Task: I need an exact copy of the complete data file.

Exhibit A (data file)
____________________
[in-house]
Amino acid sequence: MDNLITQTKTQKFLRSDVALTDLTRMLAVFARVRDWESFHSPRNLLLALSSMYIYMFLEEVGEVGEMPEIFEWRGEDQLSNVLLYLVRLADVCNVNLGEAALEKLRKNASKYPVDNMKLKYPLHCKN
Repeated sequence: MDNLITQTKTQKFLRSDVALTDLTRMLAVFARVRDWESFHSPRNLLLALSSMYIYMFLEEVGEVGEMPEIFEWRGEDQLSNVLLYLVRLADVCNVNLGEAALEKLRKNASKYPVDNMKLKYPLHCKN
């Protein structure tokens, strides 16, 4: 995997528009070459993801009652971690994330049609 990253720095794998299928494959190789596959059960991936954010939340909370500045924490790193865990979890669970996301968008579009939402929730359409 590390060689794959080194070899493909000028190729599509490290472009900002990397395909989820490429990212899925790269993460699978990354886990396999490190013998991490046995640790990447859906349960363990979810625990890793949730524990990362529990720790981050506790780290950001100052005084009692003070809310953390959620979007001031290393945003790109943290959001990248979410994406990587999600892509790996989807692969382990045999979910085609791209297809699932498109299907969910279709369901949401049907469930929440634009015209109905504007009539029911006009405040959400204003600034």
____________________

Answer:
[in-house]
Amino acid sequence: MDNLITQTKTQKFLRSDVALTDLTRMLAVFARVRDWESFHSPRNLLLALSSMYIYMFLEEVGEVGEMPEIFEWRGEDQLSNVLLYLVRLADVCNVNLGEAALEKLRKNASKYPVDNMKLKYPLHCKN
Repeated sequence: MDNLITQTKTQKFLRSDVALTDLTRMLAVFARVRDWESFHSPRNLLLALSSMYIYMFLEEVGEVGEMPEIFEWRGEDQLSNVLLYLVRLADVCNVNLGEAALEKLRKNASKYPVDNMKLKYPLHCKN
């Protein structure tokens, strides 16, 4: 995997528009070459993801009652971690994330049609 990253720095794998299928494959190789596959059960991936954010939340909370500045924490790193865990979890669970996301968008579009939402929730359409 590390060689794959080194070899493909000028190729599509490290472009900002990397395909989820490429990212899925790269993460699978990354886990396999490190013998991490046995640790990447859906349960363990979810625990890793949730524990990362529990720790981050506790780290950001100052005084009692003070809310953390959620979007001031290393945003790109943290959001990248979410994406990587999600892509790996989807692969382990045999979910085609791209297809699932498109299907969910279709369901949401049907469930929440634009015209109905504007009539029911006009405040959400204003600034």